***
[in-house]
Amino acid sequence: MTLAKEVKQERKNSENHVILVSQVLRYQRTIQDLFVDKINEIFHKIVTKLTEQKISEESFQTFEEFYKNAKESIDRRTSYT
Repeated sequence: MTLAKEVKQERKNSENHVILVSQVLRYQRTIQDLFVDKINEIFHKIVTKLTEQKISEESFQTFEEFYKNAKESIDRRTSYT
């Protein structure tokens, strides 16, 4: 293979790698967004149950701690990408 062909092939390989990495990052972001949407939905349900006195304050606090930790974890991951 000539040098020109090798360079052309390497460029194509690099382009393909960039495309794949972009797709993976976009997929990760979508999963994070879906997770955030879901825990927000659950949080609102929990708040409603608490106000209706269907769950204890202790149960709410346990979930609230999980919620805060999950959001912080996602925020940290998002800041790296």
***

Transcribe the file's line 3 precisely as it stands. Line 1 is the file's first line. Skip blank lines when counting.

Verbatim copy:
Repeated sequence: MTLAKEVKQERKNSENHVILVSQVLRYQRTIQDLFVDKINEIFHKIVTKLTEQKISEESFQTFEEFYKNAKESIDRRTSYT